When you’re straight, pretty much anywhere you go to hang out with your mates is a safe place, designed to make you feel welcome and comfortable. It could be down the park, at the pub or at a bowling alley (Do straight people bowl? *Shrugs*)
But if you’re queer, these sorts of places, where you can feel like a part of a community, are much harder to come by.
One project hoping to change this is the London LGBTQ+ Community Centre, a start-up organisation raising funds to transform the way LGBT+ people in the capital meet up and get advice.
Building on the work of other LGBT+ groups such as the Albert Kennedy Trust, this new project “will be a completely accessible, multi-purpose space, run by and for LGBTQ+ people.”
The centre, which will be the city’s first dedicated community venue for LGBT+ people since 1991 - when the London Lesbian and Gay Centre was closed down - will be open from morning until night and can be used by individuals or campaigning groups.
There’ll also be a cafe employing LGBT+ people looking for work, a meeting point, a workspace and a social centre.
According to the project’s crowdfunder page: “We aim to create an information hub with research capabilities and a sign-posting service for those seeking support to discover the brilliant charities and organisations who specialise in LGBTQ+ specific service provision. Each year, three full-time positions will be created, for a programmer, fundraiser and marketing lead for the Centre - providing invaluable training and opportunities to LGBTQ+ people.”
And it’s so far got the backing of the Mayor of London Sadiq Khan, Labour leader Jeremy Corbyn and Years & Years frontman Olly Alexander.
Writer and news editor Michael Segalov has been involved with the project from the start and told ShortList about the importance of creating a space for LGBT+ Londoners that isn’t primarily focussed on alcohol.
“Something I’ve been reflecting on since this project started is how for any other marginalised group in our society, the idea that we’d send them to a pub or a club to learn about their history or to get advice and support on their problems is outlandish,” he said.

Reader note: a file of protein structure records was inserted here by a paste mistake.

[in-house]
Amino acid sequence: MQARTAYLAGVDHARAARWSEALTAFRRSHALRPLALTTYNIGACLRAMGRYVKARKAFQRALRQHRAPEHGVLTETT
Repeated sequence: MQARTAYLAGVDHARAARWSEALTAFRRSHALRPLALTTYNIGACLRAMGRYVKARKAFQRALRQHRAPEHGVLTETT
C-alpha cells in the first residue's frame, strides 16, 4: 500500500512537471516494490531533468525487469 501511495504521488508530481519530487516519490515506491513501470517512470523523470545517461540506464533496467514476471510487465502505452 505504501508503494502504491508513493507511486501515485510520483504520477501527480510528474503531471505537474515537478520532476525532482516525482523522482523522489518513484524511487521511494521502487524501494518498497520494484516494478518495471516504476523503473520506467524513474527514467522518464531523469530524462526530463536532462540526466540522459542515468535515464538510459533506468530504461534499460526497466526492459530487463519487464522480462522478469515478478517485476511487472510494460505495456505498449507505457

“And yet for LGBTQ+ people, who make up a huge proportion on London’s population, that’s what we tell them to do.
“Now bars, pubs and clubs play an incredibly important role in providing for the community but that shouldn’t be the only space where you can access advice, especially for children and teenagers, older people or people who can’t afford to go and spend money in a bar.
“The LGBTQ+ community also has a disproportionately high proportion of people with alcohol and drug addiction, for example, or Muslim LGBTQ+ people so that’s an incredibly important part of what we’re trying to achieve here.”
And Michael added that marginalised groups, including people of colour and transgender people, have been at the heart of the project’s planning.
“That’s been a key part of this project – to not just create a space that looks like other LGBTQ+ spaces in the capital. We were always really keen to ensure we created a space that was open for inter-generational contact, for instance, and for people from different parts of our community.
“It’s fundamentally not just a space for the L or the G or the B or the T or the Q or the +, it’s a space for everyone and we’re really desperate to make sure that happens.”
The London LGBTQ+ Community Centre is incredibly close to reaching its initial fundraising goal of £50,000 so any amount you can donate will make a huge amount of difference. Click here to donate.
(Images: Egle Trezzi)